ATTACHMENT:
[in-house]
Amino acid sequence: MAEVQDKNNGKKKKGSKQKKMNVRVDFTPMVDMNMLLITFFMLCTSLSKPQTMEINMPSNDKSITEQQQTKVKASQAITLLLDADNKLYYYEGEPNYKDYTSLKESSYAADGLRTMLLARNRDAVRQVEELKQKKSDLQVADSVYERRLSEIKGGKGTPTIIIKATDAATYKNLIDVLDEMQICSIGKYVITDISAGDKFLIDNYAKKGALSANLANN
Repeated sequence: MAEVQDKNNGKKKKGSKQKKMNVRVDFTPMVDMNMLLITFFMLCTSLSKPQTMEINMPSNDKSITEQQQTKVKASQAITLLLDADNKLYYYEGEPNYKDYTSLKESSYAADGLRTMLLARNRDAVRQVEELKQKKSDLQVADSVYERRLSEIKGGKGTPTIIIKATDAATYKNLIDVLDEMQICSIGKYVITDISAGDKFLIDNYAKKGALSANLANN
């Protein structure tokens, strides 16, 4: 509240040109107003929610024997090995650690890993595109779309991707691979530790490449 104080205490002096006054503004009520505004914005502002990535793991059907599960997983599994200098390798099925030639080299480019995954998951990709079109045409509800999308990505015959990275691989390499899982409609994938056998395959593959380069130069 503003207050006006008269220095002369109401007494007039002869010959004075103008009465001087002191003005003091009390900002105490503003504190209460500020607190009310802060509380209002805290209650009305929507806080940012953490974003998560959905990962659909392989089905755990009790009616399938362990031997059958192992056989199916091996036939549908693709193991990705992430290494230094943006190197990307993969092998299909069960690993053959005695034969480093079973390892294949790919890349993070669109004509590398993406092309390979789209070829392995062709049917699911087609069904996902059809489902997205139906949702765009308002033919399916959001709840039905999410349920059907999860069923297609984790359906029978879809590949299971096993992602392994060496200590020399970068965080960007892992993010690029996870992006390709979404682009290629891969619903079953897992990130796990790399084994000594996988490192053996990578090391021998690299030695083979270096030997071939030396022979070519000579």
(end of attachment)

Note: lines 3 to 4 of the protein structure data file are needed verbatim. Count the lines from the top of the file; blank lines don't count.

Repeated sequence: MAEVQDKNNGKKKKGSKQKKMNVRVDFTPMVDMNMLLITFFMLCTSLSKPQTMEINMPSNDKSITEQQQTKVKASQAITLLLDADNKLYYYEGEPNYKDYTSLKESSYAADGLRTMLLARNRDAVRQVEELKQKKSDLQVADSVYERRLSEIKGGKGTPTIIIKATDAATYKNLIDVLDEMQICSIGKYVITDISAGDKFLIDNYAKKGALSANLANN
């Protein structure tokens, strides 16, 4: 509240040109107003929610024997090995650690890993595109779309991707691979530790490449 104080205490002096006054503004009520505004914005502002990535793991059907599960997983599994200098390798099925030639080299480019995954998951990709079109045409509800999308990505015959990275691989390499899982409609994938056998395959593959380069130069 503003207050006006008269220095002369109401007494007039002869010959004075103008009465001087002191003005003091009390900002105490503003504190209460500020607190009310802060509380209002805290209650009305929507806080940012953490974003998560959905990962659909392989089905755990009790009616399938362990031997059958192992056989199916091996036939549908693709193991990705992430290494230094943006190197990307993969092998299909069960690993053959005695034969480093079973390892294949790919890349993070669109004509590398993406092309390979789209070829392995062709049917699911087609069904996902059809489902997205139906949702765009308002033919399916959001709840039905999410349920059907999860069923297609984790359906029978879809590949299971096993992602392994060496200590020399970068965080960007892992993010690029996870992006390709979404682009290629891969619903079953897992990130796990790399084994000594996988490192053996990578090391021998690299030695083979270096030997071939030396022979070519000579």